How About a Fact or Two Added to the Discussion of the 2.5 Million Lost Jobs

Opinion By Patricia L Johnson

The Congressional Budget Office released their report “The Budget and Economic Outlook: 2014 to 2014” [1] on February 4, 2014. Republicans were positively ecstatic over the fact the report indicated 2.0 million jobs would be lost by 2017, with a total of 2.5 million being lost by 2024.

The Fox News headline reads “ObamaCare job loss report turbocharges Twitter; Sen. Roberts asks ‘Were the books cooked?’” [2]

FINALLY, positive proof the Affordable Care Act is a job killer! Republicans have ear to ear smiles; they finally have some actual documentation indicating jobs would be lost by the Affordable Care Act, a false claim they have been making for years.

Well, not exactly!

Unfortunately as is generally the case with Republicans, they don’t bother to read the fine print. They look for the worst and when they think they have something, or even if they don’t, they go in for the kill.

The CBO report indicated the total number of hours worked, would have a net decrease of about 1.5 percent to 2.0 percent from 2017 through 2024, due “almost entirely because workers will choose to supply less labor”.

Please note the word “choose”, choose means that if given a choice there are certain workers that would prefer to work fewer hours and the only reason they aren’t right now is because they do not want to lose their healthcare. Most companies have prerequisites for their insurance programs – example: A company may dictate that you have to be employed 90 days and work a total of 32 hours per week in order to be eligible for health insurance. The Affordable Care Act has no prerequisites, you can work 40 hours a week, or 2 hours a week, it’s up to you, but you will still be covered by your private insurance.

There are many people in the work force that wish to work to supplement their incomes, but don’t really want to work 32 or 40 hours per week. Mother’s with school aged children are a prime example. The ACA provides those individuals with the option of working fewer hours while still maintaining insurance coverage, a wonderful new benefit for American workers.

The report goes on to state these lost hours will be absorbed by the unemployed, you think? I mean according to Senator Rand Paul’s interview with CNN’s Wolf Blitzer, [3] there are twenty million folks out of work in the U.S. You would think a few of them might want to work a few extra hours wouldn’t you?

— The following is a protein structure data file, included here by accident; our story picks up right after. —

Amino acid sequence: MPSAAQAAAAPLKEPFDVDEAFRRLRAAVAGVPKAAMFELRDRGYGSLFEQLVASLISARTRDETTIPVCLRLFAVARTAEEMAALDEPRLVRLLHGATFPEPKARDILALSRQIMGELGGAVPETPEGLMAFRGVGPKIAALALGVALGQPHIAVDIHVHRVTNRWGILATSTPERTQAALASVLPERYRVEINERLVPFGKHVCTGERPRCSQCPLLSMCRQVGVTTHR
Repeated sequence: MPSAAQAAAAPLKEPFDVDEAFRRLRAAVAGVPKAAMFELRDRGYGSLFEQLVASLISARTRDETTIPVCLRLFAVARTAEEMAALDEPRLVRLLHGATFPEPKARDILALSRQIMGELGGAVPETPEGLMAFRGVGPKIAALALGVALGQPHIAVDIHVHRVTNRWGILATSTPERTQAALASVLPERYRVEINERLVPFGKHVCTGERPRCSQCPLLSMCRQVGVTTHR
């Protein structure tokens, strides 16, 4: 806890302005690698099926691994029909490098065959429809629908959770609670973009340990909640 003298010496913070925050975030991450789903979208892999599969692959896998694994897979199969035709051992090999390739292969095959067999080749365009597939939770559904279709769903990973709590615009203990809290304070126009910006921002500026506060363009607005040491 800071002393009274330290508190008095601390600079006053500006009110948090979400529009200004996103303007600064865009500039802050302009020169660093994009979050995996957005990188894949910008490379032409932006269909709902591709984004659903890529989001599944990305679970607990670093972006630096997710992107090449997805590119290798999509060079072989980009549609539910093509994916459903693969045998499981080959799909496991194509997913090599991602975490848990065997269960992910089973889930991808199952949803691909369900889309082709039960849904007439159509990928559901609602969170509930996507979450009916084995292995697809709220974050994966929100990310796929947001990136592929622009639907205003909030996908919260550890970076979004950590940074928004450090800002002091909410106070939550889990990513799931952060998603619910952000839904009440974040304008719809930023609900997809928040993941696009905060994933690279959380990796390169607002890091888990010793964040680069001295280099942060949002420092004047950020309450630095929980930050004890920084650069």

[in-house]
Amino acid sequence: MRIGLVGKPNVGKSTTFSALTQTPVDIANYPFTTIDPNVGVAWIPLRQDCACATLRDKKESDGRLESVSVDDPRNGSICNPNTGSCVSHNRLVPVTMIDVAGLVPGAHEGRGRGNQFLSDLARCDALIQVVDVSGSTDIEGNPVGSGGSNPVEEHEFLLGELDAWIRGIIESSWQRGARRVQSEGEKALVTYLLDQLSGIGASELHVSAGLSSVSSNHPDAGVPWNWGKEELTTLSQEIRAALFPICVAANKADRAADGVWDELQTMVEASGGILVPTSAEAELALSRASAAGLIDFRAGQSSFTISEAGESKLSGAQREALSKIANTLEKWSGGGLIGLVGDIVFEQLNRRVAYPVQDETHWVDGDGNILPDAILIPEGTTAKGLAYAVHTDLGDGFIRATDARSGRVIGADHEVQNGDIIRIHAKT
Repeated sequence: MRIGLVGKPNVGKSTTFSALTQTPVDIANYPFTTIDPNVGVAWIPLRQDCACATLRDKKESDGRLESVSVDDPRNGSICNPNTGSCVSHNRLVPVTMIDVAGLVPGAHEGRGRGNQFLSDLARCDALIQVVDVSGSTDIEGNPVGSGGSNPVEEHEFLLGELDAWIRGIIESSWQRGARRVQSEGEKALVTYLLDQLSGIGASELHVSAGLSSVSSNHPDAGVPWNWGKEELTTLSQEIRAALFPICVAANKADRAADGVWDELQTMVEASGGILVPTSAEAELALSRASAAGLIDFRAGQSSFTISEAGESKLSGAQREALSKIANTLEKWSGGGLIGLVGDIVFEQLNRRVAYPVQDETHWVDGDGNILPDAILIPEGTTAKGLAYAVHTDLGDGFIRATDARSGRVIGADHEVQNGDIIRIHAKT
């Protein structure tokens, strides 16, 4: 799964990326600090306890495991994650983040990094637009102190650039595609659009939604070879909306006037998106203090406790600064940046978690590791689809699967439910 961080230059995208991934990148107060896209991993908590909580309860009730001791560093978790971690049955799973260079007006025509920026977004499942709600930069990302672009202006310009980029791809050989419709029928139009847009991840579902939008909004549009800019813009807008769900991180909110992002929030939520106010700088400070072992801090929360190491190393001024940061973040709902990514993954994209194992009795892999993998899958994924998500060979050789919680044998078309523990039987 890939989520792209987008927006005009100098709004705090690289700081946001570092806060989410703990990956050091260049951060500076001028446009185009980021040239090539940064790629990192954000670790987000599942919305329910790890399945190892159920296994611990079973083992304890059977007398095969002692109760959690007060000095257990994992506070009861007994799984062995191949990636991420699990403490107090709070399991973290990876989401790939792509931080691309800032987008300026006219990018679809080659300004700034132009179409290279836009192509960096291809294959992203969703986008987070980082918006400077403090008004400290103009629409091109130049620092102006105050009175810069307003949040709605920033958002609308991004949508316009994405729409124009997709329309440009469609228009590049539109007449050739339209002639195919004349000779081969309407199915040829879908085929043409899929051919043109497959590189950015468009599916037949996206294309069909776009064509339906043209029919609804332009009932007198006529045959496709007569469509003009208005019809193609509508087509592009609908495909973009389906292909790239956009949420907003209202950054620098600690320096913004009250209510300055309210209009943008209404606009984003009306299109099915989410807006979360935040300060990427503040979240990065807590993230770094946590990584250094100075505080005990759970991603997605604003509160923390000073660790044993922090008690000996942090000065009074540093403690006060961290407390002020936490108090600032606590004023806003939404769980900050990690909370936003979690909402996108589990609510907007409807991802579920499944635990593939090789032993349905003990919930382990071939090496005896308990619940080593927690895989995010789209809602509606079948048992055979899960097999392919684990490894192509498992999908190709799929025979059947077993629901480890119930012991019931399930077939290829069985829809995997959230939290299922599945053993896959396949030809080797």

The problem with Senator Rand Paul’s numbers is they are just plain wrong and simply shows how little he knows about employment figures. The last report that came out from the Bureau of Labor Statistics was dated January 10, 2014 for the month of December 2013, and indicates a total of 10.4 million individuals unemployed. That number is split as follows: 5.0 million men, 4.2 million women and 1.1 million teens [see table above].

There have always been marginally attached and discouraged workers [total 3.3 million for December 2013], but even if they were added to the total unemployed that would only add to 13.7 million, not twenty million as Senator Paul claims.




© 2014 Patricia L Johnson

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4 Responses to How About a Fact or Two Added to the Discussion of the 2.5 Million Lost Jobs

  1. Administrator says:

    Well, that was sort of the point of the article I wrote – jobs aren’t being ‘lost’, people will be leaving because they choose to work fewer hours.

    Thank you for your comment.

  2. I don’t remember the report saying that. But if it does, it means that the so-called “lost jobs” aren’t lost at all because “if they are absorbed by the unemployed” it means those jobs were not lost at all!!

  3. Administrator says:

    Hello Richard,

    Wasn’t that point covered with the following? “The report goes on to state these lost hours will be absorbed by the unemployed”

    How about an actual CBO example of what?

    Thank you for your comment,

  4. So, what about the millions of others who are unemployed and are “ready, willing and able to work”? Where did they all go? Why would the employers not hire other unemployed persons
    to fill these vacancies? How about an actual CBO example?

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